Six (6) Android Games You Should Play Now not Tomorrow

Got a new device? You need to get some new games. Here are some quick recommendations for great Android games. Some are familiar from other platforms. Some are free. Some are paid, and some have specific hardware requirements. All are listed here.
1.  Minecraft Pocket Edition
Why it is great: Minecraft is an entertaining block-building and survival game. You can play either in creative mode where you build and invent things in your own randomly generated world or you can play in survival mode where you use your wits and resources to survive against the creepers who come out at night.
Note – this does not connect with your main Minecraft account if you play the computer version of the game.
Play for yourself or keep it around to entertain kids. (Turn off in-app purchases if you do this.)
Minecraft is a paid app ($6.99) but you can find occasional sales, in-app purchases run from $0.50 to $1.99.   More »
2.  Lara Croft Go
Based on the popular Tomb Raider series and developed by Square Enix, Lara Craft Go is a relatively simple but very addictive puzzle game you can take with you. The puzzles are designed for short bursts of play, so pull it out in the doctor’s office waiting room or while riding the bus home.
Lara Croft Go sells for $4.99 but is occasionally on sale for $0.99. It allows in-app purchases. If you like this game, you can also check out Hitman Go, which is also from Square Enix.  More »
 
3.  Buttons and Scissors
This is a free puzzle game where you try to cut matching color buttons off of a square of denim. Mechanically this feels similar to Bejeweled, but not completely the same. The logic puzzles offer great challenges for players of all ages.
The other big advantage to this game is that it does not require any connectivity. You can play this game on devices that aren’t connected to Wi-Fi or in that signal dead spot.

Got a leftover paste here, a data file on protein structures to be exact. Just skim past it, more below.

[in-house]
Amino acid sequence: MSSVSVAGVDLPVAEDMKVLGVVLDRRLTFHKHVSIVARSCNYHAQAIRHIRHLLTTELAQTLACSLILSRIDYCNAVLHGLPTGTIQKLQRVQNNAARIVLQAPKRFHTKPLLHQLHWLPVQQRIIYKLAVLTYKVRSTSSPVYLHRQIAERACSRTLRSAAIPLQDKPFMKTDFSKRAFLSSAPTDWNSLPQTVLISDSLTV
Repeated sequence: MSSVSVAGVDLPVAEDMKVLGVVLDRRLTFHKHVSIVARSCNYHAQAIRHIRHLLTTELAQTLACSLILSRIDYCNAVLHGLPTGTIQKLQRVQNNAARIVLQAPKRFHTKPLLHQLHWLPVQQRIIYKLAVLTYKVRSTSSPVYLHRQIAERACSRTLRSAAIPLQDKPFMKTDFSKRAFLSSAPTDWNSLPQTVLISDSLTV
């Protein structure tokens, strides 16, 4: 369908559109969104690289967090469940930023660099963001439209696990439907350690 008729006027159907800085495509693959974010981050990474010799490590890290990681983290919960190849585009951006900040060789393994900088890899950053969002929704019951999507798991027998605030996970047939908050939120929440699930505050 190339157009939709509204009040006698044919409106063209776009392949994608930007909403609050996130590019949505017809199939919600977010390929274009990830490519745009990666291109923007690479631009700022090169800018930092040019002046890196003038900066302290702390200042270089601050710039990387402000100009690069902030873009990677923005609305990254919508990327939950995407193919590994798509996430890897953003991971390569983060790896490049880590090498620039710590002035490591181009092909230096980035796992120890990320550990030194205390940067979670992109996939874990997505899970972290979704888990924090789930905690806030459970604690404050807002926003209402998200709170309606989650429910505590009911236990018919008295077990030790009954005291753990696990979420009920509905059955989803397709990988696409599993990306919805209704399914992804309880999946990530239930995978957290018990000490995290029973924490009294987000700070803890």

Buttons and Scissors is a free download but allows in-app purchases.  More »
 Did you want to try out the new trend in adult coloring books, but you don’t want to carry around coloring pencil and a coloringb book? Try out this app instead. It’s appropriate for kids or adults, and while it’s not the same as coloring in an actual coloring book, it is still very satisfying.
Mandala Coloring Pages is free (with ads) but also allows in-app purchases.  More »
Yes. You can play an Android version of Portal. This is a real console game. As such, it requires a real console. This version will only work on the Nvidia Shield version of Android TV.  The Nvidia Shield starts at around $199 but allows you to stream movies and play Android games on your TV.
Portal starts at $1.99 but this is “introductory pricing.”  More »
If you have a phone with a fast processor and terrific screen display, you can take it for a ride with this virtual reality game. This is a first-person shooter where you aim at balloons. You’ll need Google Cardboard. This is an inexpensive accessory that you can either make or buy for around $15 and will turn your phone into a virtual reality device. Obviously not a game you can play while waiting in a doctor’s office (unless your doctor is awesome) but a fun novelty game to play by yourself or after having one of your friends try on the headset.
VR Cardboard Shooter 3D is a free download.  More »









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How to Use Your Mac OS Without a Mouse

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Power users work their Macs faster than regular folk do for a variety of reasons. More important than a speedier processor is a speedier computist. Since your fingers are nearly always on the keyboard, controlling your computer that way–instead of taking your hands off the keys to control your mouse–can put you into the upper echelon of efficient Mac users.